Having grown up in India, "chai" is hard-wired in my brain to mean steeped black tea and milk. Sugar and spices are optional, though commonly added. However, here in the US, “chai” has morphed into something else. Increasingly, it is presented as black tea with spices like ginger, cinnamon, cloves and cardamom.
Last week I attended the Fancy Food Show held here in San Francisco. The ticket to attend was only $35 and in return you get to sample loads of chocolates, cookies, jams, cheeses, etc for 3 full days. Not a bad deal for your taste buds (maybe not so much for your heart or waist line). As all the specialty tea companies were there too, I took this opportunity to try the “chai” from all these companies.
Let me first say that all these companies are tea experts and use really good, high quality tea to make their products. As you learn more about tea, you start to realize how similar it is to wine. All the teas comes from the same plant (as wine comes from grapes), but every tea is so different as it is hugely impacted by the region, climate, season of harvest, method of picking and processing, etc. etc.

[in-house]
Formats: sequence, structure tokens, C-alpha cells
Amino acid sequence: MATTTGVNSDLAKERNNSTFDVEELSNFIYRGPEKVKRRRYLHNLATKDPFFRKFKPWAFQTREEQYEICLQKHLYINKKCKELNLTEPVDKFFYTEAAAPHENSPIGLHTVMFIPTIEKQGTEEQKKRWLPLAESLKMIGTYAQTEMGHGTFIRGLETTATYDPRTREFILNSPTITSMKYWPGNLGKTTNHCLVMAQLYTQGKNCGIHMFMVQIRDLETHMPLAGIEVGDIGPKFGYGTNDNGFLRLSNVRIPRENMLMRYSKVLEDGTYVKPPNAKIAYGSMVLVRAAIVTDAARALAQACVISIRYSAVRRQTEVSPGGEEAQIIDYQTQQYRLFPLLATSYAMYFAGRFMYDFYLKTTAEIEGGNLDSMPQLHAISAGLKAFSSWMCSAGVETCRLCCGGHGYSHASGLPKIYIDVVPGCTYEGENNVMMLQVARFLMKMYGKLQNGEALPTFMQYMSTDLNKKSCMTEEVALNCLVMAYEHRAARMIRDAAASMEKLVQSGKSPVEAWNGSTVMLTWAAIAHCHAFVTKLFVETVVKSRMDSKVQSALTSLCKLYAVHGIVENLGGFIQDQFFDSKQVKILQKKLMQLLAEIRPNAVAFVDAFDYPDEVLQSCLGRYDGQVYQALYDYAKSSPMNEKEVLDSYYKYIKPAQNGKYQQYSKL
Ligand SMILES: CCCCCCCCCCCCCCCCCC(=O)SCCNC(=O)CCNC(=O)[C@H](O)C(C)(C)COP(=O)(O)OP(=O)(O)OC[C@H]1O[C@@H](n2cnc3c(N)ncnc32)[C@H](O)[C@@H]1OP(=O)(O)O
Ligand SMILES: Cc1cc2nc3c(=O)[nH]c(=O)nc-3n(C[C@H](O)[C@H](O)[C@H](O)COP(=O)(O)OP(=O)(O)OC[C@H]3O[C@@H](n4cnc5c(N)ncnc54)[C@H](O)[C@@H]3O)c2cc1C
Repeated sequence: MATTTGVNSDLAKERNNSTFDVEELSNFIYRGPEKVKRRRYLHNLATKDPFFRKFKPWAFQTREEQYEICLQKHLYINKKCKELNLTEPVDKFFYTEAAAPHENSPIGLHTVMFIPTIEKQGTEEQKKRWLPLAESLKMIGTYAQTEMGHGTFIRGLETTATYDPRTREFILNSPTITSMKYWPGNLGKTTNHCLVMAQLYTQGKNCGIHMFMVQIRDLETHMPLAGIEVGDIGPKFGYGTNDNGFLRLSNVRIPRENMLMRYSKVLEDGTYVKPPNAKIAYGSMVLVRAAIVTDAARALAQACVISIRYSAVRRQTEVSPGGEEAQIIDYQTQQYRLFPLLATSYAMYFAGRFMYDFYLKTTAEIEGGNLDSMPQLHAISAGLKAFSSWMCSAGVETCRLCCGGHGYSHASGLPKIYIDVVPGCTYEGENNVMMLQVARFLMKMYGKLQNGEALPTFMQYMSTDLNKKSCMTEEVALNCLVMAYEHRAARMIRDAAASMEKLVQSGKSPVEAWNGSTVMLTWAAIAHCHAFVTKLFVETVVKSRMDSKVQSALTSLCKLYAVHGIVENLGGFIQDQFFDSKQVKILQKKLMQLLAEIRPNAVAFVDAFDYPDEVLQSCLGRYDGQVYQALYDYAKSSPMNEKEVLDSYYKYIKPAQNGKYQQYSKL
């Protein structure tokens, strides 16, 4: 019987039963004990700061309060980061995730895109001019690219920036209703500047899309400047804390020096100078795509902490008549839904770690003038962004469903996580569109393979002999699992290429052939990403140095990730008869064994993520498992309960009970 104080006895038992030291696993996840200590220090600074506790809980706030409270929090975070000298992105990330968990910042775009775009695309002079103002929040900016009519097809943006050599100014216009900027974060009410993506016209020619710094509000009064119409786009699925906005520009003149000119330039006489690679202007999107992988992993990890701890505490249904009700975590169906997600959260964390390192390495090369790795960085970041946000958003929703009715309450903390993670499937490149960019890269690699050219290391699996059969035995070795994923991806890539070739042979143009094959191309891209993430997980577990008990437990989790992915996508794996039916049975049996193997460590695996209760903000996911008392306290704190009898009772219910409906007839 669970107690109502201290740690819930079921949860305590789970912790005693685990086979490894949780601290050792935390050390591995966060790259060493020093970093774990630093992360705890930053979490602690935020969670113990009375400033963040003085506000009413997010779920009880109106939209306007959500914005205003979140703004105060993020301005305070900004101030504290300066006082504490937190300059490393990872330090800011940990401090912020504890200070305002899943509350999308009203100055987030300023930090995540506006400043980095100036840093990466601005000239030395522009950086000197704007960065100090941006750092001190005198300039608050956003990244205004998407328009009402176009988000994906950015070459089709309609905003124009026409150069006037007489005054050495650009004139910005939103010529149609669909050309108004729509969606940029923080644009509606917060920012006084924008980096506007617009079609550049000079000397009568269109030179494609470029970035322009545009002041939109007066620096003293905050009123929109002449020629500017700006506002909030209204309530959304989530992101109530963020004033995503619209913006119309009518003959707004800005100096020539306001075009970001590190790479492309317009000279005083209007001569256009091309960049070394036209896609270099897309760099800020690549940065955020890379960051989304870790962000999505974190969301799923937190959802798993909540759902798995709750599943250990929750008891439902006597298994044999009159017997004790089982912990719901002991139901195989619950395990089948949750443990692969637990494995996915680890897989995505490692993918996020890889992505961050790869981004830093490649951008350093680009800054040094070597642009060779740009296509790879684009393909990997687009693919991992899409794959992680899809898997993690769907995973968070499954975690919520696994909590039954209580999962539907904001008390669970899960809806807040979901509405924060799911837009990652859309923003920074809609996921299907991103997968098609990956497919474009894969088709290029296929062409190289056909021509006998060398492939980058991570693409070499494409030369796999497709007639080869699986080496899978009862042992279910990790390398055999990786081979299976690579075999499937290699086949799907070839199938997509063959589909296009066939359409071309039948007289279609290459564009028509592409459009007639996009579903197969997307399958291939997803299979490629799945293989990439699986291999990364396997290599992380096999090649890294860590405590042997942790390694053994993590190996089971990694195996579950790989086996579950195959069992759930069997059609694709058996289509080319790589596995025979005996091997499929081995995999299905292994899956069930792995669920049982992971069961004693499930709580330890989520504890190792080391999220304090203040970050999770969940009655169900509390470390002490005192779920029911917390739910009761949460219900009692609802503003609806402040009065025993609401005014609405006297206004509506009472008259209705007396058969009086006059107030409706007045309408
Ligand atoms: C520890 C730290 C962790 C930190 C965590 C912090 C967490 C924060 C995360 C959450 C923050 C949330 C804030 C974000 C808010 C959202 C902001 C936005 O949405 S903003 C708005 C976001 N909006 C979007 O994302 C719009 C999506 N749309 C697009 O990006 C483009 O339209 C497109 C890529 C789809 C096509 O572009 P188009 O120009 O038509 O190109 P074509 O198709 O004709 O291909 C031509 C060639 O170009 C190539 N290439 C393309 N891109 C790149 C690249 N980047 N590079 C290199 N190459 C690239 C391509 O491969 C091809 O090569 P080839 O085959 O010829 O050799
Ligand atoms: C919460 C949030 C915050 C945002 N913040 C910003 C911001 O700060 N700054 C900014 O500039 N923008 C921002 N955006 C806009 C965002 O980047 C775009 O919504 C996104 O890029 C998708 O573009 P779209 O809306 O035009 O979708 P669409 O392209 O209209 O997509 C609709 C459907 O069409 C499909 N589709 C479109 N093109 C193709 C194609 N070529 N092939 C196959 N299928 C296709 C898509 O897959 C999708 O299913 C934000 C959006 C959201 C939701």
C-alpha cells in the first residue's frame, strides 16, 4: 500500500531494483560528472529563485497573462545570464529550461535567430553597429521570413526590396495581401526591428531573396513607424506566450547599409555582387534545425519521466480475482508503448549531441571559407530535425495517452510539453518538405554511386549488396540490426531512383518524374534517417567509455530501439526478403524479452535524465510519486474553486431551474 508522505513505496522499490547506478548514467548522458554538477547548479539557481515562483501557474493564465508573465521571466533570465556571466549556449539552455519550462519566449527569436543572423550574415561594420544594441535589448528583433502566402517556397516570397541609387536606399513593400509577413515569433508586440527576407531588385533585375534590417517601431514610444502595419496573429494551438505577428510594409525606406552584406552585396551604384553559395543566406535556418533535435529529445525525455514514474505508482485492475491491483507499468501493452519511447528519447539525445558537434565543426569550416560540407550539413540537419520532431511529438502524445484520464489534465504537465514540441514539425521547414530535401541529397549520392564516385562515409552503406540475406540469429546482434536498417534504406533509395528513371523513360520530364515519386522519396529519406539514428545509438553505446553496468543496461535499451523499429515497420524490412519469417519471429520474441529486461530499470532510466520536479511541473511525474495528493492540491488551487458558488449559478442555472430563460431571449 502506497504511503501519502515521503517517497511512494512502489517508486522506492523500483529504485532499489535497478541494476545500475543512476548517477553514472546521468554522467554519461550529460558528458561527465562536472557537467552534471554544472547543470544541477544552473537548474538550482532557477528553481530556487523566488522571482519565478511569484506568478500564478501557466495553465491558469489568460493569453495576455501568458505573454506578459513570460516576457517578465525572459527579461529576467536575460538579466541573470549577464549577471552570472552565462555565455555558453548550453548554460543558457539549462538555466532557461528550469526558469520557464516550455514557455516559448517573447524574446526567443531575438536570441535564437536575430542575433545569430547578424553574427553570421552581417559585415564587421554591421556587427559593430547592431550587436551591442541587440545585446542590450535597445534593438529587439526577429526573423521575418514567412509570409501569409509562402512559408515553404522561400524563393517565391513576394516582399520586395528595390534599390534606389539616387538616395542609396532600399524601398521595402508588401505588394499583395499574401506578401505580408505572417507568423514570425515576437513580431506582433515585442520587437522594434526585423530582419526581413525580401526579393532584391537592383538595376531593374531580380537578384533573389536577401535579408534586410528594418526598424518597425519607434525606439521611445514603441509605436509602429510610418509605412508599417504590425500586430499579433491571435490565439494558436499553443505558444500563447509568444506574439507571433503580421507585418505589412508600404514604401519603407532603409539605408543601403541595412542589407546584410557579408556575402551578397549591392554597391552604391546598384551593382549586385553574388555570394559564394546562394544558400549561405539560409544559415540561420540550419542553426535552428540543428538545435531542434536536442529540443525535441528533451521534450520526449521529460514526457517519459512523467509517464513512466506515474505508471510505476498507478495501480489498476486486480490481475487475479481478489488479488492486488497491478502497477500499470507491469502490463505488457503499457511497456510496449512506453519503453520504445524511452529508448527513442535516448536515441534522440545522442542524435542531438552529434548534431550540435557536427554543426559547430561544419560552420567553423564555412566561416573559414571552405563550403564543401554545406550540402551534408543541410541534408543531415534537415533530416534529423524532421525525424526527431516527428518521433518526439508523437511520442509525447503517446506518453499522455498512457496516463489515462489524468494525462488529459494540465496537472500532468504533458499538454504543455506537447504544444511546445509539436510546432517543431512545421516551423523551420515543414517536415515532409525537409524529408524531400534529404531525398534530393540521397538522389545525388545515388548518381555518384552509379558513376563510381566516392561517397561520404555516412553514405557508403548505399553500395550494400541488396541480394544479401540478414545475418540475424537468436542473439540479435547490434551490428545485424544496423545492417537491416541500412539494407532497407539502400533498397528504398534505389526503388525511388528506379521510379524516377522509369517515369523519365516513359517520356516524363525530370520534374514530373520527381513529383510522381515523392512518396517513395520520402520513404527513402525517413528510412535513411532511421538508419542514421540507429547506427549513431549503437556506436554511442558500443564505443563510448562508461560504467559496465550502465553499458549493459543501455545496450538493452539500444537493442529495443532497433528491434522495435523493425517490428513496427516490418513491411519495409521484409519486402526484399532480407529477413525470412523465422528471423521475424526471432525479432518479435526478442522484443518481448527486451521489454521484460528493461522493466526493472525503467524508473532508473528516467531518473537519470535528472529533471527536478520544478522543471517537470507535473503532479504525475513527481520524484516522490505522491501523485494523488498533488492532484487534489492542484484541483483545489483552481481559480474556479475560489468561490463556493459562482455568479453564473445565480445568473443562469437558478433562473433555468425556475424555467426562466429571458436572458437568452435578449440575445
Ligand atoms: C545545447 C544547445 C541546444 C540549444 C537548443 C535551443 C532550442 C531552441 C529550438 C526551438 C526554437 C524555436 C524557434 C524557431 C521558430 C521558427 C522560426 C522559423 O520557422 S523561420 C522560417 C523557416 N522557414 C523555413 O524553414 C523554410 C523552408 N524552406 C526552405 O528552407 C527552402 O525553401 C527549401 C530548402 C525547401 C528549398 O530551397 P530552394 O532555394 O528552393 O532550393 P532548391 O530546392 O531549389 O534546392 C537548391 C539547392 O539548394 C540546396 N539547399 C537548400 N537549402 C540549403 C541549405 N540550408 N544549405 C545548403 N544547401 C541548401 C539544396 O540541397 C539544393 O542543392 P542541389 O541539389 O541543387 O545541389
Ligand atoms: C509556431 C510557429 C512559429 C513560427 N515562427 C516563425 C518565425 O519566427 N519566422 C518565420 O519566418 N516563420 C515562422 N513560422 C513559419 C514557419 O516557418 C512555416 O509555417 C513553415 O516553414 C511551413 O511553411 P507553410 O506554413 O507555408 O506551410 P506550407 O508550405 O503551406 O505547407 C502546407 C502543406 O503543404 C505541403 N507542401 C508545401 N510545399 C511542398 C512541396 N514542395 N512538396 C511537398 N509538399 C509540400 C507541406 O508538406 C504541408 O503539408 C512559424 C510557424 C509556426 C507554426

As I went around the floor tasting “chai”, I was less than satisfied with everyone’s interpretation of what “chai” is. Whether it was loose leaf tea or tea bag, as I tasted sample after sample, my brain kept screaming “Where’s the MILK?!”
I used to roll my eyes when I would see “Chai Latte” at Starbucks - it combines 2 words from 2 different languages, is overly sweet and has vanilla. But at least they had the basic idea right – its hot drink with black tea and milk. Or maybe it is the word “Chai Latte” that led people to think that “Chai” is black tea with spices and it becomes a “latte” by adding steamed milk.
I know, I alone cant change how chai is being defined here in the US (even Wikipedia doesn’t do justice). But if you plan to travel to India, just remember when you are offered “chai”, expect to get black tea with milk. If you want it spicy, ask for “masala chai“ and if you are looking for plain black tea, then you should ask for “black tea, no milk, please”.